Under The Dome finale review: Curtains
Under The Dome’s first season concluded this week, and did anyone else notice quite how weird it had become?
This review contains spoilers.
So much of Under the Dome has been so pedestrian – blah police pursuits, short-lived fight clubs, drippy romances – that something extraordinary has occurred right under our noses. Whilst we’ve been distracted by nowhere stories, tin-eared dialogue, and Junior’s bovine beauty, we’ve failed to notice that Under the Dome has stealthily transformed into one of the most abstract pieces of avant-garde art to have graced the small screen.
Brilliantly, subversively you might say, the season one finale led well over 11 million Americans to sit down for an hour in front of a group of people arguing over their interpretations of the mood of an egg. I’ve seen grad school philosophy of art video installations with more mainstream premises than that.
The weirdness didn’t stop there. First, a leadership battle was decided by a butterfly alighting on the winning candidate (seems as good a system as any). Then the egg blocked out the sun. “It’s the dome, it’s all black”, said the drama that never shows when it can tell, show, tell again, and then remind you right after the ad break. Great black splotches began appearing on the dome, as if someone had left a biro in the washing machine. It was the most exciting visual development since half of that cow split open like a bashed coconut all those weeks ago.
“If we destroy the egg, then…” began just one of Under the Dome’s many abstract correlations. Then what? There’ll be six more weeks of winter? Big Jim will perform the cucaracha in a Mexican wrestler’s costume outside the courthouse? This whole damn thing will poof away, never to be seen again?
Not that last one. We’ve known for a while that Under the Dome is to return next year for a second run, and that before it did, we’d be left with, according to writer Brian K. Vaughn, “one hell of a cliff-hanger”. That arrived this week in the form of a noose around Barbie’s neck, and a light show to rival any July fourth celebration you’ve seen.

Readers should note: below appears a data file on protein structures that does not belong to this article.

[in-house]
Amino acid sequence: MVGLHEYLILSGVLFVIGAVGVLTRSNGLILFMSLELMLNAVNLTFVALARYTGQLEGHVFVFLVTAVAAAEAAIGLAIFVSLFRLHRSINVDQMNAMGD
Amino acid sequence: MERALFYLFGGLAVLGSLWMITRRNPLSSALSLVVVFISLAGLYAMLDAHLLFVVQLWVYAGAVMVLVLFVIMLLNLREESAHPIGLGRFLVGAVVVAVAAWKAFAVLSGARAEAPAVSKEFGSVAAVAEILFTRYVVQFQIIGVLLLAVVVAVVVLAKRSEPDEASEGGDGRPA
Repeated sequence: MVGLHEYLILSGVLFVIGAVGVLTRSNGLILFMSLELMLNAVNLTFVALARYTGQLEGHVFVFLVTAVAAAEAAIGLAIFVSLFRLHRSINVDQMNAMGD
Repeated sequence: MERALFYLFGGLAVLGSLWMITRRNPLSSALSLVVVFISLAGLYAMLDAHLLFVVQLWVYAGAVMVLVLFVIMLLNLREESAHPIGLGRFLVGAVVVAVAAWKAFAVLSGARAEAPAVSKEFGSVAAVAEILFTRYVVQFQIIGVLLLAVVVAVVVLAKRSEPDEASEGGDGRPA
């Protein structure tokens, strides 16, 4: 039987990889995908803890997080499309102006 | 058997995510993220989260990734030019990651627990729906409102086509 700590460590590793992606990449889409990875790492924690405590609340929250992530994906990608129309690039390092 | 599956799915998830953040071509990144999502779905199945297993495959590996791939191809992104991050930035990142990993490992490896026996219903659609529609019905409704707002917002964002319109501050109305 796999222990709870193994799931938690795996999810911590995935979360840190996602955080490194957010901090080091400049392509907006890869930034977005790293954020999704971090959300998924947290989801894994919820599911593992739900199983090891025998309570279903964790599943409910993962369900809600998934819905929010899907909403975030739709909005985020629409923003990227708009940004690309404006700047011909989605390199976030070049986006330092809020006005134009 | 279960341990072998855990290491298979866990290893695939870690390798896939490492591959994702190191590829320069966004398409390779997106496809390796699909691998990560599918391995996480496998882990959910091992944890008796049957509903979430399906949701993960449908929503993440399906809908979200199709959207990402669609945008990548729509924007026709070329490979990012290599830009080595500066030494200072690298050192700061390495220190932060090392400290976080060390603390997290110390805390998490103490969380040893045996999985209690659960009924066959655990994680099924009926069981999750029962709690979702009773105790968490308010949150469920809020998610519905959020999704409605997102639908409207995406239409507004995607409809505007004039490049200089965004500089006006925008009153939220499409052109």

It seems the last fortnight in Chester’s Mill has been one gigantic frat hazing orchestrated by the alien race that built the dome, a series of challenges (hunt the egg, protect the egg, get four nubile teens to touch the egg but like, don’t tell their moms…) to prove the town’s suitability for some kind of intergalactic reckoning. “You must earn the light”, the Alice hologram informed the gang, something Julia did by tumbling the egg into the lake and turning the dome into a white-washed greenhouse pane. Was that good? Whitewash is better than blacked out, right? I’m not sure it even matters.
Because all Under the Dome has ever given us is arbitrary mystery, questions with only the most fleeting of connections to their eventual resolutions. Why Julia? Why drop it into the lake? Why those four kids? What happened to the butterfly? Such queries are folly now that the series’ true identity as a radically experimental text has been revealed. Don’t irritably search after reason. Experience it, let it wash over you, and see what’s changed when you come out of the other side. Just think of it as a Terrence Malick film about a weird dream Hank from Breaking Bad once had.
Much more importantly, that’s it. I’m out of here. Whether Barbie hangs (of course he won’t), whether Big Jim’s punished, whether the egg-people set Chester’s Mill another twelve weeks of the headfuck Olympics, whether the dome turns purple, or chintz, or starts manifesting thousands of tiny Tweety Pies because, you know, it doesn’t need a reason, I won’t be watching.
See ya Chester’s Mill. Wouldn’t want to be ya.
Read Frances’ review of the previous episode, Exigent Circumstances, here.